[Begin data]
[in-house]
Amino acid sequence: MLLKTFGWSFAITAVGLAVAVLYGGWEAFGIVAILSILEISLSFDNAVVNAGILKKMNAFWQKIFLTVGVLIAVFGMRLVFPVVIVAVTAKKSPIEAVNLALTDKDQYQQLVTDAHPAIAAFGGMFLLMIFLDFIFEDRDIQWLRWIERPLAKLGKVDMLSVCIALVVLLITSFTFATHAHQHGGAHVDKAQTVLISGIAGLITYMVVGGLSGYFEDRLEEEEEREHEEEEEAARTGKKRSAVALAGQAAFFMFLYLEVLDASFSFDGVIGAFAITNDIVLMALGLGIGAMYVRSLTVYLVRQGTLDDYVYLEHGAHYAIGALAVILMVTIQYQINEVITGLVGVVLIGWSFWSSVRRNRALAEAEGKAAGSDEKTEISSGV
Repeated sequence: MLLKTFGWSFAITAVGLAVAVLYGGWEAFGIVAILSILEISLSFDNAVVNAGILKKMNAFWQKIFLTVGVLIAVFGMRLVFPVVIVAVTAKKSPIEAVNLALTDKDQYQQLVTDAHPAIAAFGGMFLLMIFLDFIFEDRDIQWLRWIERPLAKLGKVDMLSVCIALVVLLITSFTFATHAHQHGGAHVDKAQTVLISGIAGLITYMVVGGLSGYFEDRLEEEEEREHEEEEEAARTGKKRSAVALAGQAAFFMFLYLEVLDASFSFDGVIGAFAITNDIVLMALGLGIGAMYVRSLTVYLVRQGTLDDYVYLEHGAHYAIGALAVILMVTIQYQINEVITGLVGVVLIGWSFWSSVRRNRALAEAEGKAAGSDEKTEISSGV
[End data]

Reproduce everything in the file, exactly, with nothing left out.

[in-house]
Amino acid sequence: MLLKTFGWSFAITAVGLAVAVLYGGWEAFGIVAILSILEISLSFDNAVVNAGILKKMNAFWQKIFLTVGVLIAVFGMRLVFPVVIVAVTAKKSPIEAVNLALTDKDQYQQLVTDAHPAIAAFGGMFLLMIFLDFIFEDRDIQWLRWIERPLAKLGKVDMLSVCIALVVLLITSFTFATHAHQHGGAHVDKAQTVLISGIAGLITYMVVGGLSGYFEDRLEEEEEREHEEEEEAARTGKKRSAVALAGQAAFFMFLYLEVLDASFSFDGVIGAFAITNDIVLMALGLGIGAMYVRSLTVYLVRQGTLDDYVYLEHGAHYAIGALAVILMVTIQYQINEVITGLVGVVLIGWSFWSSVRRNRALAEAEGKAAGSDEKTEISSGV
Repeated sequence: MLLKTFGWSFAITAVGLAVAVLYGGWEAFGIVAILSILEISLSFDNAVVNAGILKKMNAFWQKIFLTVGVLIAVFGMRLVFPVVIVAVTAKKSPIEAVNLALTDKDQYQQLVTDAHPAIAAFGGMFLLMIFLDFIFEDRDIQWLRWIERPLAKLGKVDMLSVCIALVVLLITSFTFATHAHQHGGAHVDKAQTVLISGIAGLITYMVVGGLSGYFEDRLEEEEEREHEEEEEAARTGKKRSAVALAGQAAFFMFLYLEVLDASFSFDGVIGAFAITNDIVLMALGLGIGAMYVRSLTVYLVRQGTLDDYVYLEHGAHYAIGALAVILMVTIQYQINEVITGLVGVVLIGWSFWSSVRRNRALAEAEGKAAGSDEKTEISSGV